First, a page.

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Are You Investing or Speculating?


When I respond to the question, What do you do? with financial or fiduciary adviser. The follow up question is typically What investment looks good now? or I heard gold is the thing to buy. or What do you think of (fill in an individual stock or industry or country) ? or isn't the market too risky right now?

These are all questions gleaned  from watching shows like CNBC. The talking heads on these shows continually extol the next great investment, such as, gold, annuities, commodities, a hot industry or a cold industry. These heads may explain why the market is going up or down. It all ends up with a prediction of the future.  Since the markets are more efficient than not this is a useless exercise.

The markets are random and unpredictable.

Investing is not 'get rich quick' that is speculating.  This confusion leads many people to fear the stock markets. When a certain stock or industry 'crashes' investors are frightened and sell all their stocks. Vowing never to return. Events like the 2008-9 crash are not the norm.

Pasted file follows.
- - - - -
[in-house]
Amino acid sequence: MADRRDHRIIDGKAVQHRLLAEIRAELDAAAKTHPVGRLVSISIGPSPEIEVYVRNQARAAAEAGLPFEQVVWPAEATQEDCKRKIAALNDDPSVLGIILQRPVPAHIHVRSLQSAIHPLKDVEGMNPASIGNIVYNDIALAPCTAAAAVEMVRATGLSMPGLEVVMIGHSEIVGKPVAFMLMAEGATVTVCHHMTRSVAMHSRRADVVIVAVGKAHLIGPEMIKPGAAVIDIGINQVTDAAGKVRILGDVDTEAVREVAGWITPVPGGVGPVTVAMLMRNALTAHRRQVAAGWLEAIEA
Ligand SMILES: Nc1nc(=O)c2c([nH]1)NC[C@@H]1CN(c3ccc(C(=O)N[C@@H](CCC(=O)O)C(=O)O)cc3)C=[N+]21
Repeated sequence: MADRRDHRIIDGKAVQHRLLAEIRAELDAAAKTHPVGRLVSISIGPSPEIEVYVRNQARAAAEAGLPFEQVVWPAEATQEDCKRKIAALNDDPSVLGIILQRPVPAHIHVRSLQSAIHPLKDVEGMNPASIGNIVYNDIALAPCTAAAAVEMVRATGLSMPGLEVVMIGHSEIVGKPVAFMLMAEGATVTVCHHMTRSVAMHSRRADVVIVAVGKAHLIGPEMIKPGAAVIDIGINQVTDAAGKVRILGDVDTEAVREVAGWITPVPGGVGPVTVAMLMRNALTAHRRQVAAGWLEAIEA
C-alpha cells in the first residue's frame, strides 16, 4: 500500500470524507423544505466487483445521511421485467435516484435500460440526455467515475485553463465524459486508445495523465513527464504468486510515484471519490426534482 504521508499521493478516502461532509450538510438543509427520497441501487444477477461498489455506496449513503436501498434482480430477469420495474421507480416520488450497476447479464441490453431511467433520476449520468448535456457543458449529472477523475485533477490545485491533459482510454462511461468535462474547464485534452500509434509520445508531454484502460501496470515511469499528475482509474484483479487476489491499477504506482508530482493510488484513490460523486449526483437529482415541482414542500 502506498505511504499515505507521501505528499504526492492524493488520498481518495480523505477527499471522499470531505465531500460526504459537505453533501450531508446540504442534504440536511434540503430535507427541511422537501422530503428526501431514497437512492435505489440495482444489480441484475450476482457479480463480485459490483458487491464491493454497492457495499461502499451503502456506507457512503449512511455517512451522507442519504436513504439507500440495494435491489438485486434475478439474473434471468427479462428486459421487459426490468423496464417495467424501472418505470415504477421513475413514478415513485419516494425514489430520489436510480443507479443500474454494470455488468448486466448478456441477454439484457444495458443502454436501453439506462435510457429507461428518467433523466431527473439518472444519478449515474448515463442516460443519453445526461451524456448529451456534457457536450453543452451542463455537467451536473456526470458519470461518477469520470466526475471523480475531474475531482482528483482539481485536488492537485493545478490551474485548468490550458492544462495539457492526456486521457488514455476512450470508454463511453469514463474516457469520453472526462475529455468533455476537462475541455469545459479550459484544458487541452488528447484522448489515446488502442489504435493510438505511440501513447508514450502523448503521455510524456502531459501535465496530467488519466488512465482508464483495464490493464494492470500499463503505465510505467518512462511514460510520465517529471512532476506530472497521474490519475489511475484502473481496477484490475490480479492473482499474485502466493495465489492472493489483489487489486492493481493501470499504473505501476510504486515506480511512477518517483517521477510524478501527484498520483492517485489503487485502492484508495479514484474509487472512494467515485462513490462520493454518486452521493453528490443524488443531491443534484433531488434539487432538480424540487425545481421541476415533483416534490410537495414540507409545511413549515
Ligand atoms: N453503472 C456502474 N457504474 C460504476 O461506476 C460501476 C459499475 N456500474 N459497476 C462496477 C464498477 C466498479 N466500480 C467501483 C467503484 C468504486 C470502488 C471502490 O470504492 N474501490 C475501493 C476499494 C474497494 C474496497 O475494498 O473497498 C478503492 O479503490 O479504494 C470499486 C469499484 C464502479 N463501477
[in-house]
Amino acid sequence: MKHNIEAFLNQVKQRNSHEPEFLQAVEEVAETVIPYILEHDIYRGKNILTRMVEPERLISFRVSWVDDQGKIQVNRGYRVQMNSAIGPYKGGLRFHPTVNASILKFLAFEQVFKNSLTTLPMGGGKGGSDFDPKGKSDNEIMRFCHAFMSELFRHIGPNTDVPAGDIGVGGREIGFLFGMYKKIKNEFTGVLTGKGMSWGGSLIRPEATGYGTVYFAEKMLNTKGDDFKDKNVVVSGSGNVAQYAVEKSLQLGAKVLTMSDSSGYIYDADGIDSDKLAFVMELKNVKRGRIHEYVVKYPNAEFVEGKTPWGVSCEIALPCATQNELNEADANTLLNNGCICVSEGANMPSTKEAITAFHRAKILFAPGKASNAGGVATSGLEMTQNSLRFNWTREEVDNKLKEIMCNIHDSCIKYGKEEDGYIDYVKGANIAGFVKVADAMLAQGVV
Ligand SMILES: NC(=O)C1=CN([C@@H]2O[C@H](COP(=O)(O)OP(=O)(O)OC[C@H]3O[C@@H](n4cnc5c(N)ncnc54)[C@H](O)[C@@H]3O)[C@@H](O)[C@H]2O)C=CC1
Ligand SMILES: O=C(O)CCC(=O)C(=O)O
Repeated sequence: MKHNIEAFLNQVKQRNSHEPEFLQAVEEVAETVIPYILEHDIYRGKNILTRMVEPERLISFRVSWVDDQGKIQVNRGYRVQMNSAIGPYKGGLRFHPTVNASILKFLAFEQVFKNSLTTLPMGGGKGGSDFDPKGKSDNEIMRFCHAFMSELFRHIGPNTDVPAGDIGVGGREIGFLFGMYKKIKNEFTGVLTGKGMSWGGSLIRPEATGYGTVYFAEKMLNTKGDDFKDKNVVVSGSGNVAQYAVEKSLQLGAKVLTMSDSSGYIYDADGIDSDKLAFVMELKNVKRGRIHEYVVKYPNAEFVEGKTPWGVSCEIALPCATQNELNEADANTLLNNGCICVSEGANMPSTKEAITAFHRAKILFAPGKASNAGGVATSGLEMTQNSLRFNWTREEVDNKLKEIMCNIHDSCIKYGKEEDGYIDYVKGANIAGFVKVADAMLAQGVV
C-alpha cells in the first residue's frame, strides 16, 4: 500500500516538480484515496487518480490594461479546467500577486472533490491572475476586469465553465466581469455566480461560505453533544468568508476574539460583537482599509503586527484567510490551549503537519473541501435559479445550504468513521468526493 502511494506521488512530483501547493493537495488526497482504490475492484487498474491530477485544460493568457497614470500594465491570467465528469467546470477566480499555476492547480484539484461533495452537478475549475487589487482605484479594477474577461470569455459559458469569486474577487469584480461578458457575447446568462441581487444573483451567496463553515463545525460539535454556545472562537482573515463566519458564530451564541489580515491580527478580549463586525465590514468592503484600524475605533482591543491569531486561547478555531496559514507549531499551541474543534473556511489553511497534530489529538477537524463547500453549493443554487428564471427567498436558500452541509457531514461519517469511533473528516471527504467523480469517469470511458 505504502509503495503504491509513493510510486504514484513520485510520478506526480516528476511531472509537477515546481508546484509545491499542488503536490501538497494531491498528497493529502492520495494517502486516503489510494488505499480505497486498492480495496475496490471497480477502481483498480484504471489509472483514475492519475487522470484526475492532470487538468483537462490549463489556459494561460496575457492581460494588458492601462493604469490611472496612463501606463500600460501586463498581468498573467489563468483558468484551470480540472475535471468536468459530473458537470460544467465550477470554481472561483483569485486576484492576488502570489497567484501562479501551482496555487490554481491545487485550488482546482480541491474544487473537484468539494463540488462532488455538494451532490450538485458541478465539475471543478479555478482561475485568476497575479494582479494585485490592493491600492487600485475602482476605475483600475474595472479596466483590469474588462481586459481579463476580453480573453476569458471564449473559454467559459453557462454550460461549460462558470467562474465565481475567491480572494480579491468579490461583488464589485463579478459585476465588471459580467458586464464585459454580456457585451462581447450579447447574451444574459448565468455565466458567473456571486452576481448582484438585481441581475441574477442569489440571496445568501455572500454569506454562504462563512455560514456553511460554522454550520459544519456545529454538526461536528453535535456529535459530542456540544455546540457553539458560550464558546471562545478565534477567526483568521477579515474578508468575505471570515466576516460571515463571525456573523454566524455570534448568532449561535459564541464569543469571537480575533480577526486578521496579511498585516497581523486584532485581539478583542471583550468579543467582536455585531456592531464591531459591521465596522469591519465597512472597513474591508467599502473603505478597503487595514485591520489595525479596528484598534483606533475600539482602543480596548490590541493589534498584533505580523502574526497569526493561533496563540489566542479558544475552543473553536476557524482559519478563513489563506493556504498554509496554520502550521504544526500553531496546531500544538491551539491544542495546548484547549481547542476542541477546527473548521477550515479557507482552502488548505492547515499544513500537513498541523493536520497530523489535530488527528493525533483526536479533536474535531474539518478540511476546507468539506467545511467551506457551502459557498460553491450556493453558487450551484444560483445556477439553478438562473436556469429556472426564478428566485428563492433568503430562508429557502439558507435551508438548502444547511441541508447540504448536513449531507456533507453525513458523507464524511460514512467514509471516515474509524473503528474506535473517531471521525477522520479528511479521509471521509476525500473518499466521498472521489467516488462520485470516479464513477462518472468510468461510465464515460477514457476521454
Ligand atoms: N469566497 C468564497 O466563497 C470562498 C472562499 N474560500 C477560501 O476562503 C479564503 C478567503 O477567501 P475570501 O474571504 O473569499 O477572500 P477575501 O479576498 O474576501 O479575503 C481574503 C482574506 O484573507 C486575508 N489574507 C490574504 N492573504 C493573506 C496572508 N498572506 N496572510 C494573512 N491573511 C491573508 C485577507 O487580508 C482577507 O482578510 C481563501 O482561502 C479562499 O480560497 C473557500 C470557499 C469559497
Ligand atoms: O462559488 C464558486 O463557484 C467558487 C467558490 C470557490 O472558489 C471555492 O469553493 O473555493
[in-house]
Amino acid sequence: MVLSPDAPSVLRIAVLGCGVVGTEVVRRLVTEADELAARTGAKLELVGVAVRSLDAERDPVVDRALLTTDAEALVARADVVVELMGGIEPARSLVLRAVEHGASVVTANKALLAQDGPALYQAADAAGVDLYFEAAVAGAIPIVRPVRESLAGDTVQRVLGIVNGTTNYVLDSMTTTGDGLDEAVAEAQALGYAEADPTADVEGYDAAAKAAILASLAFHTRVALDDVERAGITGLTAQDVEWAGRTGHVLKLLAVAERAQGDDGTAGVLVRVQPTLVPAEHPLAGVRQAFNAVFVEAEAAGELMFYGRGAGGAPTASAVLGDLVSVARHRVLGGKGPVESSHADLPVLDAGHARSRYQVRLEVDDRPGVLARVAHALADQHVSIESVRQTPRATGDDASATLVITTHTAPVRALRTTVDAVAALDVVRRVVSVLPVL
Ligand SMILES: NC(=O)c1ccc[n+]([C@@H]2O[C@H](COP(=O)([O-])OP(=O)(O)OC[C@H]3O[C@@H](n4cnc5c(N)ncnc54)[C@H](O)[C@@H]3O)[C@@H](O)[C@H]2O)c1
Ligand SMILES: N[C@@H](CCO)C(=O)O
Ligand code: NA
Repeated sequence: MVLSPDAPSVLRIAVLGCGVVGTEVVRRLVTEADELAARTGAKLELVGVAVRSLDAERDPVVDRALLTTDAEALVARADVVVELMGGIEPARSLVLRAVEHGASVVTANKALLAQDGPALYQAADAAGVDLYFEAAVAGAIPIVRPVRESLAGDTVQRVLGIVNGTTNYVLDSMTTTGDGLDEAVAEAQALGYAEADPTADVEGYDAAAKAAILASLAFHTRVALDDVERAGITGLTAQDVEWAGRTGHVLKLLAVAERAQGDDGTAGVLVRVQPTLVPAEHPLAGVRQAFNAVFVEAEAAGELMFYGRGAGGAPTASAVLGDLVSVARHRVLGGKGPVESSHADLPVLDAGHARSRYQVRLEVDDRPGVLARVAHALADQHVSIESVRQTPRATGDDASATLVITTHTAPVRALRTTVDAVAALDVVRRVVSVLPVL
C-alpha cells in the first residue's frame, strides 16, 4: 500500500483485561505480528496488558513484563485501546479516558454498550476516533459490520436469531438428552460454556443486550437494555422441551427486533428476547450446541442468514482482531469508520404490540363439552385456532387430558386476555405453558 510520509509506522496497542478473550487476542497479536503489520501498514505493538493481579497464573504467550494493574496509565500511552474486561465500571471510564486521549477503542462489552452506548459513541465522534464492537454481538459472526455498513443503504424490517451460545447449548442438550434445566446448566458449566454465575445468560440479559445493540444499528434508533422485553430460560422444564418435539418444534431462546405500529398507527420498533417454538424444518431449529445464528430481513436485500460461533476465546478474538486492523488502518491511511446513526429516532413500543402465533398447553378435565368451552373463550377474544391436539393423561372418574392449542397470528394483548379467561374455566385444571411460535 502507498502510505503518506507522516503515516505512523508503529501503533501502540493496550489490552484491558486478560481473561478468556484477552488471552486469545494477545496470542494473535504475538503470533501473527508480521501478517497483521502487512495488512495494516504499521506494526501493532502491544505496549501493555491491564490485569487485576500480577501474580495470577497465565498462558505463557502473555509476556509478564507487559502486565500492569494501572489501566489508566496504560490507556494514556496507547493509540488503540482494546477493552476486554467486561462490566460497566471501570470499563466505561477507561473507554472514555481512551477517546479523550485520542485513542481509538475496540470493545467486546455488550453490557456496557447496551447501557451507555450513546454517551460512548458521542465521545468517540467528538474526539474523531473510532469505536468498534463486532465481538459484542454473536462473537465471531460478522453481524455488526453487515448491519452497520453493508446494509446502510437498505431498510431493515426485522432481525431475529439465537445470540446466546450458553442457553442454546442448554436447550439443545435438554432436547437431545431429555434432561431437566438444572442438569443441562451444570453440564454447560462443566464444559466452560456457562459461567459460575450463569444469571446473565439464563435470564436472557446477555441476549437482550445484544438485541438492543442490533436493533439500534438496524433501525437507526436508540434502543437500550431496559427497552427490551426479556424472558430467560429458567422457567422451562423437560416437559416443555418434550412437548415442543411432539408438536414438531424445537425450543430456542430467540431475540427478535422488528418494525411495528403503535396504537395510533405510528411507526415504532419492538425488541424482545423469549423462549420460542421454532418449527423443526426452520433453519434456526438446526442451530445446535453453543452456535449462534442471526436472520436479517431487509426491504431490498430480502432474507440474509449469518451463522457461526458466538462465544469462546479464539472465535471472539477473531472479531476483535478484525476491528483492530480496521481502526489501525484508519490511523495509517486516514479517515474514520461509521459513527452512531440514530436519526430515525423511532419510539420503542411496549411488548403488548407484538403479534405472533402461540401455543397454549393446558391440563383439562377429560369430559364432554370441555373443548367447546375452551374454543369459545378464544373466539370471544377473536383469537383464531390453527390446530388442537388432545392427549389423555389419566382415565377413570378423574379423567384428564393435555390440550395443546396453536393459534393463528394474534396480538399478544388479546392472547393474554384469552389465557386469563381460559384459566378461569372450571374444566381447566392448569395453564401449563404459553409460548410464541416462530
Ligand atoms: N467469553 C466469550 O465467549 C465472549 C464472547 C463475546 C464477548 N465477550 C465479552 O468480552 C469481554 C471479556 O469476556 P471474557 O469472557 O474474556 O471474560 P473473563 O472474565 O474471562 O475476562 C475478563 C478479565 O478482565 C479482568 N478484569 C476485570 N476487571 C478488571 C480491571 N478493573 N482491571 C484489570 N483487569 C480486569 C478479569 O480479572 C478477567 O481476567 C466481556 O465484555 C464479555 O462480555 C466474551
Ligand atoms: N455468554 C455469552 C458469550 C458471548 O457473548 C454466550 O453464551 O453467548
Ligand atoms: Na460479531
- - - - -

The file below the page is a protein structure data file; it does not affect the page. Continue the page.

This should not keep you out of the equity market.

You must maintain a long term focus on the markets. If there were no risk in the equity market the returns would not be there for you to enjoy.

Remember, the stock market is the greatest wealth creating tool in the world, IF properly used.

Your goal, as an investor, is to accumulate sufficient wealth to reach your financial goals. This goal must include investing to more than keep up with the real inflation rate. This is why stocks and/or equities must be included in your investment plan.

One of the best tools to accomplish this is develop AND follow an investment policy statement. This investment policy statement acts as your guide during the inevitable ups and downs of the market.

Patience and discipline are your most important attributes to accomplish any goal. Yet, when investing,  they are the most difficult to follow during economic and market extremes.

Accomplish your long term financial goals by doing the following:

·        Own equities

·        Globally diversify

·        Rebalance

Markets have 101 ways to remind us of Nobel laureate Merton Miller’s observation:

Diversification is the investor’s best friend.

Rather than attempting to 'beat' the market, focus on improving your career or improving your personal relationships. The rewards will be much greater with far less anxiety.

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Comment   |  4 years, 5 months ago from Green Bay, WI